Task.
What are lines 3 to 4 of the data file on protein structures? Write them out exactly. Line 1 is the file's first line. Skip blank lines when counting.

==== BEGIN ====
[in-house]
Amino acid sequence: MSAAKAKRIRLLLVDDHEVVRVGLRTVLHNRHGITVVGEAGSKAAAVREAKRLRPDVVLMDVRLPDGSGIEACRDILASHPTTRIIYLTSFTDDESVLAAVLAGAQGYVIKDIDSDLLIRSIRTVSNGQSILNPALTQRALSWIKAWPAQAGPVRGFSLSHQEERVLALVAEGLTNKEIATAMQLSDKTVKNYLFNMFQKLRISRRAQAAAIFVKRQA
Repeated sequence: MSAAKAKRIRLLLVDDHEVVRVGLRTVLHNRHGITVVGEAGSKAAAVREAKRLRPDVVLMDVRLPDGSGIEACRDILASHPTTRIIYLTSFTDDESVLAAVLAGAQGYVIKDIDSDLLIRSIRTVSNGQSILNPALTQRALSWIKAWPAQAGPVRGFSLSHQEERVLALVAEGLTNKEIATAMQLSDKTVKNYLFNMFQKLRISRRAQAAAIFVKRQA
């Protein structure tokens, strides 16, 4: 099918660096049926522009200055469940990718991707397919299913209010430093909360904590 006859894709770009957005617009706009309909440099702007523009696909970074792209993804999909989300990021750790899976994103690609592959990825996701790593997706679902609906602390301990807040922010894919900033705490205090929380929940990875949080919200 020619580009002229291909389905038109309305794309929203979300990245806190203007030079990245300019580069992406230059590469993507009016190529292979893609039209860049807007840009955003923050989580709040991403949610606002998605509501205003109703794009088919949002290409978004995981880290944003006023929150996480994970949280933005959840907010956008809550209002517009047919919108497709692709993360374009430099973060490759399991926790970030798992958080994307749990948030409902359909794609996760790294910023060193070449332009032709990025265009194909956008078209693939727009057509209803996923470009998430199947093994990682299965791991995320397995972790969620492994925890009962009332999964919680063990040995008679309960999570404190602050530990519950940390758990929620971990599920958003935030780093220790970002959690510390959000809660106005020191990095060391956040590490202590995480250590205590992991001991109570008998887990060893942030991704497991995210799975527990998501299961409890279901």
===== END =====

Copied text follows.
Repeated sequence: MSAAKAKRIRLLLVDDHEVVRVGLRTVLHNRHGITVVGEAGSKAAAVREAKRLRPDVVLMDVRLPDGSGIEACRDILASHPTTRIIYLTSFTDDESVLAAVLAGAQGYVIKDIDSDLLIRSIRTVSNGQSILNPALTQRALSWIKAWPAQAGPVRGFSLSHQEERVLALVAEGLTNKEIATAMQLSDKTVKNYLFNMFQKLRISRRAQAAAIFVKRQA
């Protein structure tokens, strides 16, 4: 099918660096049926522009200055469940990718991707397919299913209010430093909360904590 006859894709770009957005617009706009309909440099702007523009696909970074792209993804999909989300990021750790899976994103690609592959990825996701790593997706679902609906602390301990807040922010894919900033705490205090929380929940990875949080919200 020619580009002229291909389905038109309305794309929203979300990245806190203007030079990245300019580069992406230059590469993507009016190529292979893609039209860049807007840009955003923050989580709040991403949610606002998605509501205003109703794009088919949002290409978004995981880290944003006023929150996480994970949280933005959840907010956008809550209002517009047919919108497709692709993360374009430099973060490759399991926790970030798992958080994307749990948030409902359909794609996760790294910023060193070449332009032709990025265009194909956008078209693939727009057509209803996923470009998430199947093994990682299965791991995320397995972790969620492994925890009962009332999964919680063990040995008679309960999570404190602050530990519950940390758990929620971990599920958003935030780093220790970002959690510390959000809660106005020191990095060391956040590490202590995480250590205590992991001991109570008998887990060893942030991704497991995210799975527990998501299961409890279901």